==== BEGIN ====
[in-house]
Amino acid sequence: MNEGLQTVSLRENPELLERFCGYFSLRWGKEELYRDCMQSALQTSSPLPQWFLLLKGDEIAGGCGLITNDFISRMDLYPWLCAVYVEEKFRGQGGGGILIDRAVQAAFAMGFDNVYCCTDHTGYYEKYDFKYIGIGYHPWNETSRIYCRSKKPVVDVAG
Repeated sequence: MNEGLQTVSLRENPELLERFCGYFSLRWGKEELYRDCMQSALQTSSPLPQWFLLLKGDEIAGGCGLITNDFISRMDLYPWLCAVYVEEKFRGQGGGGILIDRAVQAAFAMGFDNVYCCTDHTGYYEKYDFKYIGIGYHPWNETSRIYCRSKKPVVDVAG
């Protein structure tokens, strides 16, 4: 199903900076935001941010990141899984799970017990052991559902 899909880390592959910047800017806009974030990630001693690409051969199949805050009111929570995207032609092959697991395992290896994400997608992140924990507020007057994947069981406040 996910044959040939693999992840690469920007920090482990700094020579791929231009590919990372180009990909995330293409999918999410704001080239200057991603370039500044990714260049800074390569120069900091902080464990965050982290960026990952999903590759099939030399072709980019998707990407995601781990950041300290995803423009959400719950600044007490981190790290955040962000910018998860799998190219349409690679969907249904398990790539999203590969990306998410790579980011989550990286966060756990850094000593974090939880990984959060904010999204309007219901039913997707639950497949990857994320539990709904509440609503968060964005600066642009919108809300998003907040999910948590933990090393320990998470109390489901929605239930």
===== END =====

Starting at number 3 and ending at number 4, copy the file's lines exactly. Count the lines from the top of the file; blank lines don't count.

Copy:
Repeated sequence: MNEGLQTVSLRENPELLERFCGYFSLRWGKEELYRDCMQSALQTSSPLPQWFLLLKGDEIAGGCGLITNDFISRMDLYPWLCAVYVEEKFRGQGGGGILIDRAVQAAFAMGFDNVYCCTDHTGYYEKYDFKYIGIGYHPWNETSRIYCRSKKPVVDVAG
């Protein structure tokens, strides 16, 4: 199903900076935001941010990141899984799970017990052991559902 899909880390592959910047800017806009974030990630001693690409051969199949805050009111929570995207032609092959697991395992290896994400997608992140924990507020007057994947069981406040 996910044959040939693999992840690469920007920090482990700094020579791929231009590919990372180009990909995330293409999918999410704001080239200057991603370039500044990714260049800074390569120069900091902080464990965050982290960026990952999903590759099939030399072709980019998707990407995601781990950041300290995803423009959400719950600044007490981190790290955040962000910018998860799998190219349409690679969907249904398990790539999203590969990306998410790579980011989550990286966060756990850094000593974090939880990984959060904010999204309007219901039913997707639950497949990857994320539990709904509440609503968060964005600066642009919108809300998003907040999910948590933990090393320990998470109390489901929605239930």